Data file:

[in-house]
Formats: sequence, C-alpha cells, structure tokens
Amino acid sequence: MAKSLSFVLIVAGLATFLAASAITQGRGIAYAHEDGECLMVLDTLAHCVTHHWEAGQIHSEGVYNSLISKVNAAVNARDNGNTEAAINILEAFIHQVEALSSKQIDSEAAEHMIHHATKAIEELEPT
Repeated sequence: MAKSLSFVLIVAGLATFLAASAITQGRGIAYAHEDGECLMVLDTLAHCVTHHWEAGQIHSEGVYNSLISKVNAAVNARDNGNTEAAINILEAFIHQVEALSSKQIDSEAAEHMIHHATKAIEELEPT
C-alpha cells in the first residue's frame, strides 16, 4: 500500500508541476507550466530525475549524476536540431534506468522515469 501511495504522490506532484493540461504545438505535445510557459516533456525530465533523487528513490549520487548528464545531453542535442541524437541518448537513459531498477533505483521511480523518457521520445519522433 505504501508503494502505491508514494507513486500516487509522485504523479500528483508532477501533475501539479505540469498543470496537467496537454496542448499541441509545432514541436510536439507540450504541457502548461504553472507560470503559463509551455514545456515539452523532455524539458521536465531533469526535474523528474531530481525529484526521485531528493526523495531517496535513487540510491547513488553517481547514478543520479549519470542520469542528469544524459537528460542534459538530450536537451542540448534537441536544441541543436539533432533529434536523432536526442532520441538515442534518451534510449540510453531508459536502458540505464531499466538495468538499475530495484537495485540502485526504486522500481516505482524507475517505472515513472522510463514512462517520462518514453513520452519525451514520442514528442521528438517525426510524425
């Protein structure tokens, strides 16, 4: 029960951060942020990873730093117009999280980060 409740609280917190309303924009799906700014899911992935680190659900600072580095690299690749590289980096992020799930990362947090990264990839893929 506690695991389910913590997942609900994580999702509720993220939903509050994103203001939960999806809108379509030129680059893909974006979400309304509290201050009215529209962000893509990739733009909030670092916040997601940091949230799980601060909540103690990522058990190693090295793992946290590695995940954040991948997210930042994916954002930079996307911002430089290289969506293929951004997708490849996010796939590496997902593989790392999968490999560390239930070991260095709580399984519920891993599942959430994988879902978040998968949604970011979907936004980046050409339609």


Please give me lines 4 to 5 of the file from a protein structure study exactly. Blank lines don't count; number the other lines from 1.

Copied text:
Repeated sequence: MAKSLSFVLIVAGLATFLAASAITQGRGIAYAHEDGECLMVLDTLAHCVTHHWEAGQIHSEGVYNSLISKVNAAVNARDNGNTEAAINILEAFIHQVEALSSKQIDSEAAEHMIHHATKAIEELEPT
C-alpha cells in the first residue's frame, strides 16, 4: 500500500508541476507550466530525475549524476536540431534506468522515469 501511495504522490506532484493540461504545438505535445510557459516533456525530465533523487528513490549520487548528464545531453542535442541524437541518448537513459531498477533505483521511480523518457521520445519522433 505504501508503494502505491508514494507513486500516487509522485504523479500528483508532477501533475501539479505540469498543470496537467496537454496542448499541441509545432514541436510536439507540450504541457502548461504553472507560470503559463509551455514545456515539452523532455524539458521536465531533469526535474523528474531530481525529484526521485531528493526523495531517496535513487540510491547513488553517481547514478543520479549519470542520469542528469544524459537528460542534459538530450536537451542540448534537441536544441541543436539533432533529434536523432536526442532520441538515442534518451534510449540510453531508459536502458540505464531499466538495468538499475530495484537495485540502485526504486522500481516505482524507475517505472515513472522510463514512462517520462518514453513520452519525451514520442514528442521528438517525426510524425